The impact of Microsoft’s lawsuit against a trio suspected of carrying out a massive click fraud scam remains to be seen, but experts who follow online advertising welcomed the action and voiced hope that the case would deter people who routinely manipulate clicks on Web ads.
Microsoft this week filed a civil lawsuit in the US District Court for Western Washington outlining a “complex scheme believed to have impacted advertisers of auto insurance and the online role playing game, World of Warcraft,” the company said in a blog entry.
By filing the suit, the company aims to seek an injunction that would stop the activity, recover damages and send a message “both to perpetrators of fraud and to the online advertising community that Microsoft does not tolerate click fraud and will take action to protect its network and advertisers,” Microsoft said in a statement.
Microsoft’s lawsuit sheds light on a problem that’s bedeviled the industry for years, said Steve O’Brien, VP of marketing for Click Forensics, a pay-per-click traffic quality management and click fraud prevention service provider.
“This case is great news for the industry,” he said. “It puts a face on click fraud and provides a tangible example of the type of damage click fraud can inflict on online advertising campaigns.”
About one in every seven clicks on an advertisement is estimated to be bogus, according to Click Forensics.
“I can’t predict what impact this case is likely to have, but we’re in full support of Microsoft’s efforts, and anything to combat click fraud,” said Jeremy Fain, VP of industry services at the Interactive Advertising Bureau.
Microsoft’s complaint alleges that officials, during a year-long investigation, gathered substantial evidence that implicated three Vancouver, BC residents in a complex scheme involving competitor click fraud. It occurs when a perpetrator repeatedly clicks on a competitor’s ad — or uses an automated program to do the clicking —in an effort to deplete the competitor’s advertising budget, lower the placement of the competitor’s ad while bumping up the placement of the perpetrator’s own ads for the same keywords. Gaining better ad positioning may lead to better user traffic and possibly greater revenue for the perpetrator without the perpetrator having to pay a higher bid price for the keywords.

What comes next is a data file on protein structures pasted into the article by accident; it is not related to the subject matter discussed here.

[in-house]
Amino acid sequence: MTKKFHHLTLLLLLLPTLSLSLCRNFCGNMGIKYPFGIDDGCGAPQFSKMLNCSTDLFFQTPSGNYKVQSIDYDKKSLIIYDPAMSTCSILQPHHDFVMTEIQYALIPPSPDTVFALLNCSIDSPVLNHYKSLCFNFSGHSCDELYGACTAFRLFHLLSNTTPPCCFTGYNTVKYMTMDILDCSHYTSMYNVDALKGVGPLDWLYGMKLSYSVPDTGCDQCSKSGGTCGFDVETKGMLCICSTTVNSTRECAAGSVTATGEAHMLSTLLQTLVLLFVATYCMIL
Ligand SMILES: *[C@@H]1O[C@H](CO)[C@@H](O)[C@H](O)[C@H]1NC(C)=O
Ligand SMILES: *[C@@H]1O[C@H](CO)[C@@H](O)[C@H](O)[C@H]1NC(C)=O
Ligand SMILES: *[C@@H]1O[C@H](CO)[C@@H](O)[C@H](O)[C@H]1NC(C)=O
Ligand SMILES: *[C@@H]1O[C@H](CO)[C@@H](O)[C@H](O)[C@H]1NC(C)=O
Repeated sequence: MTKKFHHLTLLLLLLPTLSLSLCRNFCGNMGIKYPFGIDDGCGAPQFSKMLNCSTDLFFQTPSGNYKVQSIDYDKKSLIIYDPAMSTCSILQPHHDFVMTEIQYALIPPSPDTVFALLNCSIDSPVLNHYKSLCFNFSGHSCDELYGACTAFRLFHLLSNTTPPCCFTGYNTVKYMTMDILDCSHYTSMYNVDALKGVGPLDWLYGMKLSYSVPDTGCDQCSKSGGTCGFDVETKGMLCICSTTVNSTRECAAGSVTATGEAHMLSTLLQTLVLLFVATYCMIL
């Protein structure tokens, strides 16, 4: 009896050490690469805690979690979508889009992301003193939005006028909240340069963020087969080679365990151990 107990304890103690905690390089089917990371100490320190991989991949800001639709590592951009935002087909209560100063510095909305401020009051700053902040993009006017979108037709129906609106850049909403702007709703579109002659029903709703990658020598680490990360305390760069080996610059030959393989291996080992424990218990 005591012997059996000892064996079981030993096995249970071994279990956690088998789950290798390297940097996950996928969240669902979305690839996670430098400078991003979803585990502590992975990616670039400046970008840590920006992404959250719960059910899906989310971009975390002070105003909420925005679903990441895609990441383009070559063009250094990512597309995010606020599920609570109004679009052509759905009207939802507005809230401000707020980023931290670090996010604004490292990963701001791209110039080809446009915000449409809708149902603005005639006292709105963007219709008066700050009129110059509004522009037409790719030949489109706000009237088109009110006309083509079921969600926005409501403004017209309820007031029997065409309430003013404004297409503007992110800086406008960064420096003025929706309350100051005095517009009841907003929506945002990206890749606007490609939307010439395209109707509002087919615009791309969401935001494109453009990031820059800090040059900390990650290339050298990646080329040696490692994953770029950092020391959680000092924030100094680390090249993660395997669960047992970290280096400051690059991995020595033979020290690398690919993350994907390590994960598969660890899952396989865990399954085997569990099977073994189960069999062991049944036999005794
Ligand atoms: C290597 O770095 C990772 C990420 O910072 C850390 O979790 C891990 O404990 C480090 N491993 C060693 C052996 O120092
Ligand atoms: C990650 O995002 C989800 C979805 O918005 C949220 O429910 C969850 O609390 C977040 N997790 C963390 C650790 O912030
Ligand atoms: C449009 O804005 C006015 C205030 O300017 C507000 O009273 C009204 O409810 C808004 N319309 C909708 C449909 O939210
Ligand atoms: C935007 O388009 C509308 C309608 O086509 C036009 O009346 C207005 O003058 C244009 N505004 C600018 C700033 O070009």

In 2008, a number of auto insurance advertisers complained to Microsoft that traffic to their ads was spiking suspiciously. Microsoft’s investigators found searches for keywords like “auto insurance quote” had risen sharply, while clicks to the advertisers appearing at the top of the paid-search results listings for those terms were unusually high. The company also discovered a similar pattern of activity related to ads for the World of Warcraft game. From a third party, Microsoft found out an advertiser for World of Warcraft keywords was also being paid to direct traffic to auto insurance sites.
Microsoft officials theorize the advertiser, who is one of the three defendants named in the lawsuit, was running or working for low-ranking sites that took potential client information for auto insurers. He directed traffic to competitors’ Web sites so they would pay for those clicks and use up their advertising budgets quickly, which let the lower-ranking sites that he sponsored move up in the paid-search results, according to the complaint. By Microsoft’s estimate, the scheme netted the defendants about $250,000.
Microsoft issued nearly $1.5 million in advertising credits to the auto insurance and World of Warcraft advertisers who were impacted by the fraudulent activity, according to the complaint. The company is seeking at least $750,000 in damages.